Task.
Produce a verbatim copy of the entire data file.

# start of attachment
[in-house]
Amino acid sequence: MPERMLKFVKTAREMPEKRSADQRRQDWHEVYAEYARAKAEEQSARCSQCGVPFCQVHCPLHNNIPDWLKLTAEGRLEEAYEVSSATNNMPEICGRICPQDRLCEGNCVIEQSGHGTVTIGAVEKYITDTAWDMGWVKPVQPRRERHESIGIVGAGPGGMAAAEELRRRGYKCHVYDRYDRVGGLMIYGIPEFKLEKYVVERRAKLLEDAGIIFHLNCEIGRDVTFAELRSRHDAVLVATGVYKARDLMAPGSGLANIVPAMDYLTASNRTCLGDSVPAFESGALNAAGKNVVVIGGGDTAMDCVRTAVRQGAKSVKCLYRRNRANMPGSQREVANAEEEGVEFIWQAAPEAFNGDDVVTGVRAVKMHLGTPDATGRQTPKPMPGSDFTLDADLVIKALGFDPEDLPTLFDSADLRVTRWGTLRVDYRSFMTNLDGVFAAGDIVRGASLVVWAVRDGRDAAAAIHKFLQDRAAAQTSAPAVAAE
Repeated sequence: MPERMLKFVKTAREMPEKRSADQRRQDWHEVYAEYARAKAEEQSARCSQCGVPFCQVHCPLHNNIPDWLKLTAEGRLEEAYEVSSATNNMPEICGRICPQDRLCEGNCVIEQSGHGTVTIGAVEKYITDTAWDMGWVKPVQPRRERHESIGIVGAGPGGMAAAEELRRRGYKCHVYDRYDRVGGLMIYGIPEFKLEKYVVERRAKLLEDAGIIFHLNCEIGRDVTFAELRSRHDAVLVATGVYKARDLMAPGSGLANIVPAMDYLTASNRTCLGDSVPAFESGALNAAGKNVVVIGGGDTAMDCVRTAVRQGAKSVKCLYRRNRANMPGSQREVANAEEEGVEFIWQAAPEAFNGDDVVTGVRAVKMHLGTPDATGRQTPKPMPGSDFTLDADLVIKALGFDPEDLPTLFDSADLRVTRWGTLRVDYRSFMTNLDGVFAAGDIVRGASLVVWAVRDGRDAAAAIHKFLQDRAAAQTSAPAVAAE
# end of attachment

[in-house]
Amino acid sequence: MPERMLKFVKTAREMPEKRSADQRRQDWHEVYAEYARAKAEEQSARCSQCGVPFCQVHCPLHNNIPDWLKLTAEGRLEEAYEVSSATNNMPEICGRICPQDRLCEGNCVIEQSGHGTVTIGAVEKYITDTAWDMGWVKPVQPRRERHESIGIVGAGPGGMAAAEELRRRGYKCHVYDRYDRVGGLMIYGIPEFKLEKYVVERRAKLLEDAGIIFHLNCEIGRDVTFAELRSRHDAVLVATGVYKARDLMAPGSGLANIVPAMDYLTASNRTCLGDSVPAFESGALNAAGKNVVVIGGGDTAMDCVRTAVRQGAKSVKCLYRRNRANMPGSQREVANAEEEGVEFIWQAAPEAFNGDDVVTGVRAVKMHLGTPDATGRQTPKPMPGSDFTLDADLVIKALGFDPEDLPTLFDSADLRVTRWGTLRVDYRSFMTNLDGVFAAGDIVRGASLVVWAVRDGRDAAAAIHKFLQDRAAAQTSAPAVAAE
Repeated sequence: MPERMLKFVKTAREMPEKRSADQRRQDWHEVYAEYARAKAEEQSARCSQCGVPFCQVHCPLHNNIPDWLKLTAEGRLEEAYEVSSATNNMPEICGRICPQDRLCEGNCVIEQSGHGTVTIGAVEKYITDTAWDMGWVKPVQPRRERHESIGIVGAGPGGMAAAEELRRRGYKCHVYDRYDRVGGLMIYGIPEFKLEKYVVERRAKLLEDAGIIFHLNCEIGRDVTFAELRSRHDAVLVATGVYKARDLMAPGSGLANIVPAMDYLTASNRTCLGDSVPAFESGALNAAGKNVVVIGGGDTAMDCVRTAVRQGAKSVKCLYRRNRANMPGSQREVANAEEEGVEFIWQAAPEAFNGDDVVTGVRAVKMHLGTPDATGRQTPKPMPGSDFTLDADLVIKALGFDPEDLPTLFDSADLRVTRWGTLRVDYRSFMTNLDGVFAAGDIVRGASLVVWAVRDGRDAAAAIHKFLQDRAAAQTSAPAVAAE